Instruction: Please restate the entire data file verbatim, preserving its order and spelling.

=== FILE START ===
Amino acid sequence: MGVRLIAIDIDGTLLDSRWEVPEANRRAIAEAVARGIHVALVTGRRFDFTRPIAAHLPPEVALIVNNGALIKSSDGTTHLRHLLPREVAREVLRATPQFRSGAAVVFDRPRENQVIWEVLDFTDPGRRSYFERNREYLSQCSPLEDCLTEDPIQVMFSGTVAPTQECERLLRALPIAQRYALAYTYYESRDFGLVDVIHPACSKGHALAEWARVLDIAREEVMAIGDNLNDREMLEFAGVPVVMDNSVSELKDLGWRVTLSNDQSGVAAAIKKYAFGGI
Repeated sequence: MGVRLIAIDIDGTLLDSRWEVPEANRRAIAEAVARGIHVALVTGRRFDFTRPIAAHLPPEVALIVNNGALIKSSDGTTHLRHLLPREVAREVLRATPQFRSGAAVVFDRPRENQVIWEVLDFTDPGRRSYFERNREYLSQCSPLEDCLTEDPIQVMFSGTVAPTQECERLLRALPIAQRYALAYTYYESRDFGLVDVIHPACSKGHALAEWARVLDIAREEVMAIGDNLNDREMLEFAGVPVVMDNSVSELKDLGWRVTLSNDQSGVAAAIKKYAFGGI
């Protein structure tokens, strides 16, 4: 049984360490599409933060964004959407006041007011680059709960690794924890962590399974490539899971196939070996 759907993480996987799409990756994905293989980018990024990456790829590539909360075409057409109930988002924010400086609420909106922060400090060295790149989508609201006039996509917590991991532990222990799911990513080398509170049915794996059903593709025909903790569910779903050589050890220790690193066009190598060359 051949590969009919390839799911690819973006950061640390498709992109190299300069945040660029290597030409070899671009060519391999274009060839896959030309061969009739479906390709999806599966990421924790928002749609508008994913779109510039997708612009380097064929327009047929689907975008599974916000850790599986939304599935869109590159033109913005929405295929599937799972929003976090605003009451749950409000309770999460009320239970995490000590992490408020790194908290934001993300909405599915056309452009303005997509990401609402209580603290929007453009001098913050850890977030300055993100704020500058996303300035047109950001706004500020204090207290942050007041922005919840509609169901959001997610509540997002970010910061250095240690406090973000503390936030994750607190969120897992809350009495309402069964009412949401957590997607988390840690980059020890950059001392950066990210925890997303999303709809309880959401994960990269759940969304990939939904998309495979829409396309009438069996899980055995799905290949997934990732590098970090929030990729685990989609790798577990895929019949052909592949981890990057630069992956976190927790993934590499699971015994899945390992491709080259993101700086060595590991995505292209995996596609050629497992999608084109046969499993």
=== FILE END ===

Amino acid sequence: MGVRLIAIDIDGTLLDSRWEVPEANRRAIAEAVARGIHVALVTGRRFDFTRPIAAHLPPEVALIVNNGALIKSSDGTTHLRHLLPREVAREVLRATPQFRSGAAVVFDRPRENQVIWEVLDFTDPGRRSYFERNREYLSQCSPLEDCLTEDPIQVMFSGTVAPTQECERLLRALPIAQRYALAYTYYESRDFGLVDVIHPACSKGHALAEWARVLDIAREEVMAIGDNLNDREMLEFAGVPVVMDNSVSELKDLGWRVTLSNDQSGVAAAIKKYAFGGI
Repeated sequence: MGVRLIAIDIDGTLLDSRWEVPEANRRAIAEAVARGIHVALVTGRRFDFTRPIAAHLPPEVALIVNNGALIKSSDGTTHLRHLLPREVAREVLRATPQFRSGAAVVFDRPRENQVIWEVLDFTDPGRRSYFERNREYLSQCSPLEDCLTEDPIQVMFSGTVAPTQECERLLRALPIAQRYALAYTYYESRDFGLVDVIHPACSKGHALAEWARVLDIAREEVMAIGDNLNDREMLEFAGVPVVMDNSVSELKDLGWRVTLSNDQSGVAAAIKKYAFGGI
């Protein structure tokens, strides 16, 4: 049984360490599409933060964004959407006041007011680059709960690794924890962590399974490539899971196939070996 759907993480996987799409990756994905293989980018990024990456790829590539909360075409057409109930988002924010400086609420909106922060400090060295790149989508609201006039996509917590991991532990222990799911990513080398509170049915794996059903593709025909903790569910779903050589050890220790690193066009190598060359 051949590969009919390839799911690819973006950061640390498709992109190299300069945040660029290597030409070899671009060519391999274009060839896959030309061969009739479906390709999806599966990421924790928002749609508008994913779109510039997708612009380097064929327009047929689907975008599974916000850790599986939304599935869109590159033109913005929405295929599937799972929003976090605003009451749950409000309770999460009320239970995490000590992490408020790194908290934001993300909405599915056309452009303005997509990401609402209580603290929007453009001098913050850890977030300055993100704020500058996303300035047109950001706004500020204090207290942050007041922005919840509609169901959001997610509540997002970010910061250095240690406090973000503390936030994750607190969120897992809350009495309402069964009412949401957590997607988390840690980059020890950059001392950066990210925890997303999303709809309880959401994960990269759940969304990939939904998309495979829409396309009438069996899980055995799905290949997934990732590098970090929030990729685990989609790798577990895929019949052909592949981890990057630069992956976190927790993934590499699971015994899945390992491709080259993101700086060595590991995505292209995996596609050629497992999608084109046969499993």